Stone training group visits Bath College masonry department
Members of the Natural Stone Industry Training Group (NSITG) visited Bath College’s Stone Masonry Department on 30 March. The group, including representatives from Welsh Government’s Cadw, Stone Federation Great Britain, Brunel University and the Building Crafts College, met Bath College tutors and heard about new courses being developed to enhance the Stone Masonry Trailblazer apprenticeship courses.
Facilities at Bath for stonemasonry are now housed at the Somer Valley Campus, at Radstock, that were purpose built for the masonry and carpentry departments.
Training suites include workshop banker environments and outdoor areas to simulate site experiences.
Students working on the bankers during the visit were local young women drawn to the masonry course because of its diverse routes of career options. They said they were particularly interested in the detail of the banker work and lettercutting.
Student work seen by the NSITG group included examples of drawings and initial stages of developing form and texture using clay for practice and development.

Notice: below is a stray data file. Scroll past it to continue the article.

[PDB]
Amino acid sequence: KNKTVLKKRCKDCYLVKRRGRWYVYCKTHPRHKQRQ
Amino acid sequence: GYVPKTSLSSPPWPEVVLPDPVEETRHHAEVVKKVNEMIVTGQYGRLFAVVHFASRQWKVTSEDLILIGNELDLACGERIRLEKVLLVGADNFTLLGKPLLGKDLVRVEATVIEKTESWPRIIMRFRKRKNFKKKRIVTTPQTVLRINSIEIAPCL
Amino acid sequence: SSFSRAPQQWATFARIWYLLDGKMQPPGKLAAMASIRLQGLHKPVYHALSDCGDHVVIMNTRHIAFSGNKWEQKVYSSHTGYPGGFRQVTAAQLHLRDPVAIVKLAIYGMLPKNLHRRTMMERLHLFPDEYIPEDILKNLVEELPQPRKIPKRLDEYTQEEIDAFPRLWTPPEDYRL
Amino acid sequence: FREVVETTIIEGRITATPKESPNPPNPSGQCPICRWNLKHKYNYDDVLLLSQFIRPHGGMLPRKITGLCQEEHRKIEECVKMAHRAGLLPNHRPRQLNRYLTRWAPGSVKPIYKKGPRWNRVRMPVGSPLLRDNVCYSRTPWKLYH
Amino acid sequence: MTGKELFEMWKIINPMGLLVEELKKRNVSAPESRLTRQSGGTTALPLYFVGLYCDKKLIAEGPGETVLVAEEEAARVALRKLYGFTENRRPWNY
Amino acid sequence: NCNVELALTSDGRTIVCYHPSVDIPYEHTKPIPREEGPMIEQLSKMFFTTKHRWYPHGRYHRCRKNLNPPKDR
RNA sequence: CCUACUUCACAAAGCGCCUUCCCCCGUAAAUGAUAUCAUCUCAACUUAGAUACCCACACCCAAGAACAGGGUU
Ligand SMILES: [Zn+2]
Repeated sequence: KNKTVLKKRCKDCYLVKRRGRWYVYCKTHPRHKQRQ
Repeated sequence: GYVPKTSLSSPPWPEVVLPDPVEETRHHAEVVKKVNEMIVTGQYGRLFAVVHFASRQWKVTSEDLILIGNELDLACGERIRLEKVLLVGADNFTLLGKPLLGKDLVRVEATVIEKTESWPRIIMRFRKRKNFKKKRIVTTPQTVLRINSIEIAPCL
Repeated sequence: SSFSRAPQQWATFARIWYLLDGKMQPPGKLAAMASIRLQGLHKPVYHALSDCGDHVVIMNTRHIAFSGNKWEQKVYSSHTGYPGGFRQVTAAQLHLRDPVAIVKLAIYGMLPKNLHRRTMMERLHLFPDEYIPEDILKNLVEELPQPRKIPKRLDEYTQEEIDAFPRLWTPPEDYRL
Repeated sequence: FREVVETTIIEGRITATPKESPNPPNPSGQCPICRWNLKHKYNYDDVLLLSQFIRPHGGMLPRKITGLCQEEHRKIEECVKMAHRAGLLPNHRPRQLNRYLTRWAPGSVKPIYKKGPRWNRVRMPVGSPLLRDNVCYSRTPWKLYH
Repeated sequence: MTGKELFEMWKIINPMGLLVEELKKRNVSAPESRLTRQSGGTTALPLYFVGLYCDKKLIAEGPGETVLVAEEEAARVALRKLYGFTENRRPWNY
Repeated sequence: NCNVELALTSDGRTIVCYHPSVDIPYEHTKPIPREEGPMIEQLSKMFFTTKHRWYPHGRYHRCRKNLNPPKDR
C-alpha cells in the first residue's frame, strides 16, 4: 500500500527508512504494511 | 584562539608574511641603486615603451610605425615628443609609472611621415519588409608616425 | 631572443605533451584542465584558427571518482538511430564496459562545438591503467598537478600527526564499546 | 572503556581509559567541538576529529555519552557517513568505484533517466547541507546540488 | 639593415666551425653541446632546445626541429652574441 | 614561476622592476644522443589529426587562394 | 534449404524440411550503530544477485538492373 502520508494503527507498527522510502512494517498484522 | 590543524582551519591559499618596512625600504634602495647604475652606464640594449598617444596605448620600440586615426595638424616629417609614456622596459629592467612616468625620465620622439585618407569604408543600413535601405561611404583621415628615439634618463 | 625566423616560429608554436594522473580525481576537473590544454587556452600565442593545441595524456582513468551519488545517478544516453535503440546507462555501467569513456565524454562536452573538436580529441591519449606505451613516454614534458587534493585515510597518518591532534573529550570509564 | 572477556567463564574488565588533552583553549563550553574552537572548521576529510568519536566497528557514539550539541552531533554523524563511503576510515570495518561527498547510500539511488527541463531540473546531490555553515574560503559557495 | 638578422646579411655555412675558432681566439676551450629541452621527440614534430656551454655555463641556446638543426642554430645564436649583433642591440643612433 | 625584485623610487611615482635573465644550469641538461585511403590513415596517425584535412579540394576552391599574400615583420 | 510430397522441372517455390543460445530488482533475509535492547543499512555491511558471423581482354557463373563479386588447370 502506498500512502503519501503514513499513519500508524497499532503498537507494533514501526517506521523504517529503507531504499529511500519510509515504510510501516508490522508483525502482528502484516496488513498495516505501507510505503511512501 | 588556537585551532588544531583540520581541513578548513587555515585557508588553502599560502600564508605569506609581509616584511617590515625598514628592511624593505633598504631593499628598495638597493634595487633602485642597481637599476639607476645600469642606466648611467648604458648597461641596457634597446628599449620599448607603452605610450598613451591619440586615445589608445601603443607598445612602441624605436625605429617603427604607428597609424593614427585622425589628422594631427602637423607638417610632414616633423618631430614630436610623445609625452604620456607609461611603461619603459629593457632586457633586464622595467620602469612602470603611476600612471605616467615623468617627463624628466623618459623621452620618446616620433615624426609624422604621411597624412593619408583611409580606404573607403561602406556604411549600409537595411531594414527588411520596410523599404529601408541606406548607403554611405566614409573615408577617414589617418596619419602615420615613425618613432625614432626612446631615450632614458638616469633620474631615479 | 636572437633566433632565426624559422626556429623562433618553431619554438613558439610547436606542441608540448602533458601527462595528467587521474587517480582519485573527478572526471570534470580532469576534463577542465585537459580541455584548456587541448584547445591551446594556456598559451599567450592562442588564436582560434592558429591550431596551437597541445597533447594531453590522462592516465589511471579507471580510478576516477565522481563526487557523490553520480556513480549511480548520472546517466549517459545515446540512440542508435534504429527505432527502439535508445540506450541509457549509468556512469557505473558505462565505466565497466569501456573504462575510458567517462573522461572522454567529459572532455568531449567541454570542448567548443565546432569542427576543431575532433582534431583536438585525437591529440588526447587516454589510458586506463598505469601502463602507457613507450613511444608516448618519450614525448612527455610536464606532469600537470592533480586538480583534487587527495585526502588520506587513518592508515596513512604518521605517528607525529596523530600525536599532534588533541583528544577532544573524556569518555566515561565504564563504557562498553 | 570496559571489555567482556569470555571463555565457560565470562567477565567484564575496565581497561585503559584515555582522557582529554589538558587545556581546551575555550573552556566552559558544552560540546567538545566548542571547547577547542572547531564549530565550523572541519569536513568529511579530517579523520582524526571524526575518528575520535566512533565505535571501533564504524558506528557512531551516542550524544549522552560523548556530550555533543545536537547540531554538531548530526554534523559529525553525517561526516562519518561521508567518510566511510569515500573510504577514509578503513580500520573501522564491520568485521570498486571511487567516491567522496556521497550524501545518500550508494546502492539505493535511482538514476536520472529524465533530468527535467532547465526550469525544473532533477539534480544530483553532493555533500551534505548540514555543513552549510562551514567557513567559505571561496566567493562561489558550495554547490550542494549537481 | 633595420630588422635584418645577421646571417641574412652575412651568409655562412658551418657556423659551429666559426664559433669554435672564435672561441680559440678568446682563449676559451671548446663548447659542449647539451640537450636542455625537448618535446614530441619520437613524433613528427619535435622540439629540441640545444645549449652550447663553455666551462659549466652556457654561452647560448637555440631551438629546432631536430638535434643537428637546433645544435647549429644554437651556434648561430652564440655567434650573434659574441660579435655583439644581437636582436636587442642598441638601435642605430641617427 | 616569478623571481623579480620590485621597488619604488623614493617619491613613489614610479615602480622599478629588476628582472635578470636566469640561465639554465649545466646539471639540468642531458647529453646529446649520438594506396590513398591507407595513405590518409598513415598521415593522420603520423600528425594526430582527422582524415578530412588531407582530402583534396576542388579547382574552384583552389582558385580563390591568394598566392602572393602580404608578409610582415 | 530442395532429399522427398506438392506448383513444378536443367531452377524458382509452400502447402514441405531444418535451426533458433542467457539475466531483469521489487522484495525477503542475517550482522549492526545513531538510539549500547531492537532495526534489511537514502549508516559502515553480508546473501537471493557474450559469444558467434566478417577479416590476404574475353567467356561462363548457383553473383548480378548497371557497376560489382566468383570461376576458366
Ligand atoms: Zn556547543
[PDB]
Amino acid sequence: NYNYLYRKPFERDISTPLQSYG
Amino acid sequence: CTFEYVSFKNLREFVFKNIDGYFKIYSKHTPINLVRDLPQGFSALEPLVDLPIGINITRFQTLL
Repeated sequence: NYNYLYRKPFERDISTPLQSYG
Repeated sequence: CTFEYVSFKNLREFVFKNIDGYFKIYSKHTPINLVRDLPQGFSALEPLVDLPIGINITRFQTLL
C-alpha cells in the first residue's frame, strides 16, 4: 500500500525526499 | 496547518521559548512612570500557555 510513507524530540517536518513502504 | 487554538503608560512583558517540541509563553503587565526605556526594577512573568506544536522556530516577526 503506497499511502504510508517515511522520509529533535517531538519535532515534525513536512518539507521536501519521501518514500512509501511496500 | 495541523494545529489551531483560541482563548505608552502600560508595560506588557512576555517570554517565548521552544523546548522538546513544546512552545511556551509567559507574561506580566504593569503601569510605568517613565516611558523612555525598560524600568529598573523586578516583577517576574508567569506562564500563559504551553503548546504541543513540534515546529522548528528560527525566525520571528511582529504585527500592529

The new Stone Masonry Trailblazer Apprenticeship offers a core of mandatory units, including health & safety. Students then have to choose an optional route from: Banker, Exterior Mason, Interior Mason, Façade Preservation, Heritage Mason or Memorial Mason.
Bath are in the process of developing courses to offer more of the routes, but currently have banker, interior and external fixer only.
Heritage will be added at the start of the new term in September, with a view to adding memorial mason in due course.
All routes attract Government and CITB grant aide for employers.
Bath has recently recruited new lecturers from the stone community to work with students as it aims to maintain the standards that last year saw two of the college’s students win Gold and Silver in stonemasonry at SkillBuild, the multi-trade skills competition for construction trainees and apprentices. Gold was won by Lewis Evans and Silver by Kane Frith. They were both Level 3 stonemasonry students.
New developments at the college include short courses for both BIM (building information modelling) and CAD (computer-aided design) that are being added to the Apprenticeship offer, along with a new suite of sustainability options ahead of them becoming a mandatory part of the Trailblazer delivery.
This was the NSITG’s first face-to-face visit since the Covid restrictions began and members appreciated the opportunity to discuss best practice and share ideas over lunch.
Next NSITG plans to visit the Building Crafts College in London, which is another of the colleges delivering the new Trailblazer apprenticeships.